Comparative Effectiveness & Implementation Research Training Program Course Descriptions
In NYU Grossman School of Medicine’s Comparative Effectiveness and Implementation Research Training Program, training in both programs offered—the MS in clinical investigation, with a concentration in comparative effectiveness and implementation research; and advanced certificate—is built around five foundational courses.
Early Summer Courses
The early summer courses are selectives. Students choose one of the following courses.
This course provides a comprehensive introduction to dissemination and implementation (D&I) science research to enable students to develop core competencies in D&I science. The course enhances students’ ability to conceptualize and think through D&I research problems and apply theory and employ approaches to improve implementation outcomes with increasing independence. Students complete outside readings throughout the course and are expected to successfully apply an implementation science framework to a prepared research question by the end of the course.
Health Communications: Applied Methods for Recruiting and Retaining Participants in Clinical Trials (3 Credits)
The importance of efficiently and ethically recruiting and retaining participants in clinical trials has gained recognition by the NIH, FDA, and other groups in recent years, particularly with regard to women, minorities, and older adults. This 5-day course will cover contemporary methods in recruiting and retaining participants across behavioral and health condition contexts. Specifically, students will learn about topics including but not limited to: best practices in recruitment and retention, tools to determine whether your participant pool is feasible, how to write thorough recruitment sections for grants, how to train study team members to recruit effectively, and the growing use of recruitment tracking dashboards by funders and academic institutions. Emerging issues such as how, if at all, to use social media for recruitment and considerations for recruiting vulnerable populations (for example, pregnant women, or those with substance use disorders) will also be addressed. This course will provide a combination of lecture-based didactic training, interactive exercises designed to advance students' individual research projects, and cases studies from the news and academic journals. Active participation is expected and required.
Certificate students have a third selective course for the fall: Advanced Methods in Observational Data Analysis, Biostatistics Part III. Master’s students are required to complete all fall courses.
This course trains students to conduct a systematic literature review, considered by many investigators to be the highest level of evidence for answering clinical questions. This graduate‐level course is comprised of didactic classroom sessions and lectures on the topic as well as the hands-on conducting of a systematic review on a topic. Students are taught how to perform each step in a review and apply it to a topic of interest that they either choose at the beginning of the class, or have provided to them. Lab sessions focus on practical aspects of meta-analysis. Analyses are performed using RevMan software, which is available as a free download. At the completion of this course, students should be able to formulate key questions for a systematic review, organize a literature search, identify which literature databases to search, abstract relevant information from studies in a systematic manner, rate the scientific quality of each study, create evidence tables and summary tables, summarize the studies’ findings, and interpret findings. The final deliverable for the course will be a systematic literature review presentation.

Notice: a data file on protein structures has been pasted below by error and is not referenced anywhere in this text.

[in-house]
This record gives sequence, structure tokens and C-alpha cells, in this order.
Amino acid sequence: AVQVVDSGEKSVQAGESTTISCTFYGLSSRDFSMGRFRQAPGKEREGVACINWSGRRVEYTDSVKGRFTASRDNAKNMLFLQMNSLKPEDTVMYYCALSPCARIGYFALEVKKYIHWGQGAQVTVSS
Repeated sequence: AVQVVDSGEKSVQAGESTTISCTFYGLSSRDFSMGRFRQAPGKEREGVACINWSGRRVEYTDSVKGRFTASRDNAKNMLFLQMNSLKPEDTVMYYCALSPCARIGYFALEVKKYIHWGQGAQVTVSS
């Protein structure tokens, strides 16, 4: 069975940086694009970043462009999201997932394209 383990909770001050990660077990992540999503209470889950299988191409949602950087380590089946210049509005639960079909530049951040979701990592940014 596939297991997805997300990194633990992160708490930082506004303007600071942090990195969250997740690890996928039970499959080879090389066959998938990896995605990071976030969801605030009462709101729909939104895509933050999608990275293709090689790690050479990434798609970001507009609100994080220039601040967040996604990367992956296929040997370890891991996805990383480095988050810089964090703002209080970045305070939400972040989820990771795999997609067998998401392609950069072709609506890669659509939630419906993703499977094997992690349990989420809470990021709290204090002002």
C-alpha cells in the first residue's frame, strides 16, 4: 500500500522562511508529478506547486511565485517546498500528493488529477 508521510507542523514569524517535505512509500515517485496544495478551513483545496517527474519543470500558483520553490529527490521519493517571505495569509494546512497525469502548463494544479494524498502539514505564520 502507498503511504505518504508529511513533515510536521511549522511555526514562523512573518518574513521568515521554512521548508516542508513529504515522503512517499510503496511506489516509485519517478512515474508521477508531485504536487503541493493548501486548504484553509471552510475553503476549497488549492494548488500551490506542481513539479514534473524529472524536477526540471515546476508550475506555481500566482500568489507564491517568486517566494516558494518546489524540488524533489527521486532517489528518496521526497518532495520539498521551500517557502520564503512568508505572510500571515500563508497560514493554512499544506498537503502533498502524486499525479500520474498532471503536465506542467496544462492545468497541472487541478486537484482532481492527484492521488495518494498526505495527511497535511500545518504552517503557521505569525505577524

The purpose of this course is to introduce concepts and techniques used in the economic evaluation of healthcare interventions and develop a specific research question; apply best practices of model building; and conduct analysis and interpret results. This course focuses on the methods of cost-effectiveness analysis. Decision analysis in general, and cost-effectiveness analysis in particular, is an approach to help decision makers systematically and simultaneously compare a full range of options, apply all relevant evidence (what is known and unknown), consider consequences of action (or inaction), and incorporate patient preferences. This course provides an understanding of the foundations of decision analysis and cost-effectiveness analysis, with sufficient detail regarding the mechanics and methodologies to prepare students to both interpret and critique the literature of cost-effectiveness analysis and construct these analyses themselves.
This course builds on prior training in introductory biostatistics and epidemiology to extend understanding of core concepts and methods by providing applied training in the conduct of secondary data analysis studies. Using an existing data source, students identify a research question; define a causal model, specific aims, and hypotheses; gain experience in management and conditioning of the data; conduct stratified analyses to assess effect modification and confounding; implement the backward elimination method of model building using logistic regression to obtain multivariable results; and interpret results with respect to the strength and precision of estimates, selection and information bias, and confoundedness, missingness, and generalizability. Students are trained in and use SAS or STATA for all data cleaning, conditioning, and analysis. In addition, advanced topics in statistics, such as the use of propensity scores to address confounding and use of mixed models for clustered data, are introduced.